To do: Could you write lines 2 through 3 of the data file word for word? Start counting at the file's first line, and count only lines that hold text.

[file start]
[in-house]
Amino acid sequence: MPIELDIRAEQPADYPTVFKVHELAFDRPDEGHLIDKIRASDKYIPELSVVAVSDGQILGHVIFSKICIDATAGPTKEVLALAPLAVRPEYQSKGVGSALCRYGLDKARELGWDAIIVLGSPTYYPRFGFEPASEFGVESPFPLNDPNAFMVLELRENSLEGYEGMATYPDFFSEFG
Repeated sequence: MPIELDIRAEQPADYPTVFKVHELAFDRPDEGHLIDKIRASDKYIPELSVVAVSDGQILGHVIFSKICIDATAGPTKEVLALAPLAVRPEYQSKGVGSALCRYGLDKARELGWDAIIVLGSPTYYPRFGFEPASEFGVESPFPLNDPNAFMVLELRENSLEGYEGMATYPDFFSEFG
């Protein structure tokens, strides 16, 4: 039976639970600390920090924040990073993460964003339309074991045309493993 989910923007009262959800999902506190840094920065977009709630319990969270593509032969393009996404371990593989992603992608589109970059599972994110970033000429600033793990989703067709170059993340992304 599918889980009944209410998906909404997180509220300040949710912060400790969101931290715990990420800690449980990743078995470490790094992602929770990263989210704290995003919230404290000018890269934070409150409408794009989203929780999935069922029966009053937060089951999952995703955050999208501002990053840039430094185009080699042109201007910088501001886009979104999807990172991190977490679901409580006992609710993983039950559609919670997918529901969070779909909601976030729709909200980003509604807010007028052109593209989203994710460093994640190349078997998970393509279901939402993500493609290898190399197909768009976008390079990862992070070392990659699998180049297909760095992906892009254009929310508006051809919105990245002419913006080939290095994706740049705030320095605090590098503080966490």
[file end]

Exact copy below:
Amino acid sequence: MPIELDIRAEQPADYPTVFKVHELAFDRPDEGHLIDKIRASDKYIPELSVVAVSDGQILGHVIFSKICIDATAGPTKEVLALAPLAVRPEYQSKGVGSALCRYGLDKARELGWDAIIVLGSPTYYPRFGFEPASEFGVESPFPLNDPNAFMVLELRENSLEGYEGMATYPDFFSEFG
Repeated sequence: MPIELDIRAEQPADYPTVFKVHELAFDRPDEGHLIDKIRASDKYIPELSVVAVSDGQILGHVIFSKICIDATAGPTKEVLALAPLAVRPEYQSKGVGSALCRYGLDKARELGWDAIIVLGSPTYYPRFGFEPASEFGVESPFPLNDPNAFMVLELRENSLEGYEGMATYPDFFSEFG